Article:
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Correction of vitamin D status by calcidiol: pharmacokinetic profile, safety, and biochemical effects on bone and mineral metabolism of daily and weekly dosage regimens


Minisola, S; Cianferotti, L; Biondi, P; Cipriani, C; Fossi, C; Franceschelli, F; Giusti, F; Leoncini, G; Pepe, J; Bischoff-Ferrari, H A; Brandi, M L (2017). Correction of vitamin D status by calcidiol: pharmacokinetic profile, safety, and biochemical effects on bone and mineral metabolism of daily and weekly dosage regimens. Osteoporosis International, 28(11):3239-3249.

Abstract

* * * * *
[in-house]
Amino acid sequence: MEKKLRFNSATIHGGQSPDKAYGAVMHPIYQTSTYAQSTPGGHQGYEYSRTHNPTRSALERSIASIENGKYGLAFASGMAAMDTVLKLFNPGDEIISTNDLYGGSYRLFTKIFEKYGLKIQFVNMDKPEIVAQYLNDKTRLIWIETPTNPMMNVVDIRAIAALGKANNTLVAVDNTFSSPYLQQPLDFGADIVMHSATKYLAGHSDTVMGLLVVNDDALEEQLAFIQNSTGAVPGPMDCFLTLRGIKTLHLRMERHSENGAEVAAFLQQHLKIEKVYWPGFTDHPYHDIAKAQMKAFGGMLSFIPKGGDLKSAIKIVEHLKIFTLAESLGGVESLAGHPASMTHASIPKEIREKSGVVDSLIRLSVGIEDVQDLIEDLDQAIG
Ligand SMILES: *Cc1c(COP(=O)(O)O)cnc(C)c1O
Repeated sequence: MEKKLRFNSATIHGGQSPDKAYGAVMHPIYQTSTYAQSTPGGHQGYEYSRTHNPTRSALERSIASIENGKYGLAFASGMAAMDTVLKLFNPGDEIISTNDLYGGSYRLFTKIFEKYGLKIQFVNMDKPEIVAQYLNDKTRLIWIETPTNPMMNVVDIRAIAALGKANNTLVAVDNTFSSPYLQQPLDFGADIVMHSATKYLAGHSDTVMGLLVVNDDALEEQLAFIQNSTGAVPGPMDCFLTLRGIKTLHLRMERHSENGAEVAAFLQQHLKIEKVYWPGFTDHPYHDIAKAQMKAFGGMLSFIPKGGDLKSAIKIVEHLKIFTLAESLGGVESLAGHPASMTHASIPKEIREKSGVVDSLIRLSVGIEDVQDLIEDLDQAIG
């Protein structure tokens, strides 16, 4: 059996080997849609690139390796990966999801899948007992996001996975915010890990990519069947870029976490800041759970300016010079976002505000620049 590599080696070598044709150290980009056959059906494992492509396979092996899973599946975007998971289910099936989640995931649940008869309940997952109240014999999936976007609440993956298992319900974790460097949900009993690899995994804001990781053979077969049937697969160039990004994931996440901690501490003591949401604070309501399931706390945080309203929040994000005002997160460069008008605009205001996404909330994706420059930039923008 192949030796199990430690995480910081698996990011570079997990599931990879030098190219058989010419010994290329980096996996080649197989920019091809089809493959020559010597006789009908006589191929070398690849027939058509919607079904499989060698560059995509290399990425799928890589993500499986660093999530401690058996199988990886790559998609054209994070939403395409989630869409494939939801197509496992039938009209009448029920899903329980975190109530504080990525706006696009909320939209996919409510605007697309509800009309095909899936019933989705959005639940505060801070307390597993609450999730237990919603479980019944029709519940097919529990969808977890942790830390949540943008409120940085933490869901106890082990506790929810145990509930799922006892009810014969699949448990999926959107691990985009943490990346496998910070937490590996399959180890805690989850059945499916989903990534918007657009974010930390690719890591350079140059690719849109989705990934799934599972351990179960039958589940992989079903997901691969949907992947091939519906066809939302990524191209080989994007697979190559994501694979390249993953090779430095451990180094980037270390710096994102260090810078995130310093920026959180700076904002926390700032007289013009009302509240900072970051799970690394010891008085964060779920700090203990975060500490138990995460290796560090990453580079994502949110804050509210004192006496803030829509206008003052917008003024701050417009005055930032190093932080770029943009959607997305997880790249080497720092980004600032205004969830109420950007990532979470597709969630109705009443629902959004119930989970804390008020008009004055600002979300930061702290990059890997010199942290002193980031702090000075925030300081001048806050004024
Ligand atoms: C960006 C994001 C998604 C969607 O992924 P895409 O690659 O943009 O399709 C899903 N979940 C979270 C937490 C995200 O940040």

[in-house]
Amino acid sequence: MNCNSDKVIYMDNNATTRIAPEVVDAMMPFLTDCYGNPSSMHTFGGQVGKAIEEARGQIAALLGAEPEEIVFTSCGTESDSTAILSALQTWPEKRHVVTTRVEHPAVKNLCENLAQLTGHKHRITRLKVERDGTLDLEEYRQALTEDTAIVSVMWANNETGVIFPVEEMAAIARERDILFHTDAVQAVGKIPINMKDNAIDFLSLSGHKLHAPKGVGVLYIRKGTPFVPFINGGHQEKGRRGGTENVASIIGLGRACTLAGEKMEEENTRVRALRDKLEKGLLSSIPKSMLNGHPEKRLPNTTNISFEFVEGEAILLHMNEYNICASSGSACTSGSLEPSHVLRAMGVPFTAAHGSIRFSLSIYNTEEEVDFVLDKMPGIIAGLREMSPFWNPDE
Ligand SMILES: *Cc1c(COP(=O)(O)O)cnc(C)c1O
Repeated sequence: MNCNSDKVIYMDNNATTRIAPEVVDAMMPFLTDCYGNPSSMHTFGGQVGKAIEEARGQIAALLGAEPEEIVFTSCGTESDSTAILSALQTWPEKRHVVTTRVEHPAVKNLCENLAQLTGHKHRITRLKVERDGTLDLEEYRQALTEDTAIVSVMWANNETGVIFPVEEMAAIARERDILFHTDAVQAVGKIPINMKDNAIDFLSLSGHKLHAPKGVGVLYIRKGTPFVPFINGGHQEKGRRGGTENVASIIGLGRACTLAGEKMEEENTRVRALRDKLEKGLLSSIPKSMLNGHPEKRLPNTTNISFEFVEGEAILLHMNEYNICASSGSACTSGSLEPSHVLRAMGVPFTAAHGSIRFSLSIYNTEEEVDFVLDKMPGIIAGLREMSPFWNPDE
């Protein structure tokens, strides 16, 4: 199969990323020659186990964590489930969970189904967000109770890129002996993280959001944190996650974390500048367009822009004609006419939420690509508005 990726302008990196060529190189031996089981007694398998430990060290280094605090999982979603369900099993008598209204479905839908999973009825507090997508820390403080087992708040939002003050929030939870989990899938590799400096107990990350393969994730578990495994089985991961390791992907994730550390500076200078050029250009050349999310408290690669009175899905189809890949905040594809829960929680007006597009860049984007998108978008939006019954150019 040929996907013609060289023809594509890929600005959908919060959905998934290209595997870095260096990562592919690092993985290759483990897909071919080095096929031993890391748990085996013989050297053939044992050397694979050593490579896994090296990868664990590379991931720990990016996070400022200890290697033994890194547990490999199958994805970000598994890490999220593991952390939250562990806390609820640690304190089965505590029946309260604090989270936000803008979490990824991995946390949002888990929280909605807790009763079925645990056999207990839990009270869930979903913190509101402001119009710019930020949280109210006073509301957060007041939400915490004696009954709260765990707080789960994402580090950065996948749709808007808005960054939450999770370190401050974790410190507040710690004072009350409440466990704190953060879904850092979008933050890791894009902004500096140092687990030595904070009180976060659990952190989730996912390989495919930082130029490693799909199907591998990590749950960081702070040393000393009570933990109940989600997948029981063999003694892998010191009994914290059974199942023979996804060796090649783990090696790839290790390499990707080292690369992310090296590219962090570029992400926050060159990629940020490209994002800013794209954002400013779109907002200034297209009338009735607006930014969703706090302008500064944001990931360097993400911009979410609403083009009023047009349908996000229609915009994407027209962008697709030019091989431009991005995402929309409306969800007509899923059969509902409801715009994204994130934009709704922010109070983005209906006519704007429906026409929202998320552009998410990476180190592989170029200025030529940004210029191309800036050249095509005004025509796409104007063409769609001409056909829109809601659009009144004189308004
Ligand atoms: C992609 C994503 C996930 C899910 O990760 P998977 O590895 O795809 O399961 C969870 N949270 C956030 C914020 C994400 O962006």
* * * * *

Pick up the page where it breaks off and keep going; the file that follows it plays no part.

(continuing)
RATIONALE: Calcidiol can be employed to correct vitamin D deficiency. MAIN RESULTS: Calcidiol administered at daily and weekly regimens over a period of 3 months was able to successfully raise 25-hydroxyvitamin D levels without altering other markers related to bone and mineral metabolism. SIGNIFICANCE: Calcidiol supplementation is effective and safe. INTRODUCTION: The correction of vitamin D status is necessary to maintain an optimal mineral and skeletal homeostasis. Despite cholecalciferol (vitamin D3) is the most commonly used drug for vitamin D supplementation, the more hydrophilic compound calcidiol (25-hydroxyvitamin D3) can be employed at daily, weekly, and monthly regimens to reach in the short term the target levels of serum 25-hydroxyvitamin D [25(OH)D]. In the administration of different doses of calcidiol pharmacokinetic study (ADDI-D study), the efficacy and safety of daily and weekly dosages of calcidiol were tested. METHODS: A total of 87 Caucasian, community-dwelling, postmenopausal women, aged 55 years or older, with vitamin D inadequacy (serum 25(OH)D levels <30 ng/ml, with mean 25(OH)D below 20 ng/ml, namely 16.5 ± 7.5 ng/ml) were randomized to receive three different dosages of calcidiol: 20 μg/day, 40 μg/day, and 125 μg/week for 3 months. The attained level of serum 25(OH)D was selected as primary endpoint to assess efficacy, while other parameters of mineral metabolism, (serum calcium, parathyroid hormone, phosphate, FGF23, urinary calcium, and markers of bone turnover) were assessed as secondary endpoints to establish safety. RESULTS: In all the three groups, serum 25(OH)D values significantly and promptly rose and plateaued above the 30 ng/ml threshold remaining within safety interval after 14 days of treatment, with similar efficacy for the similar daily and weekly dose regimens. The different dosages were also equally effective in controlling secondary hyperparathyroidism. No significant changes in calcium and phosphate metabolism and in bone turnover markers were observed for any of the treatments, confirming the safety of this compound. CONCLUSIONS: The results of this study demonstrate the short- and mid-term efficacy and safety on core parameters of mineral metabolism of different daily or weekly dosages of calcidiol when used to treat vitamin D inadequacy or deficiency in postmenopausal women. Further studies are needed to assess falls as primary outcome of calcidiol supplementation. KEYWORDS: Fracture; Hypovitaminosis D; Osteomalacia; Osteoporosis; Rickets; Vitamin D deficiency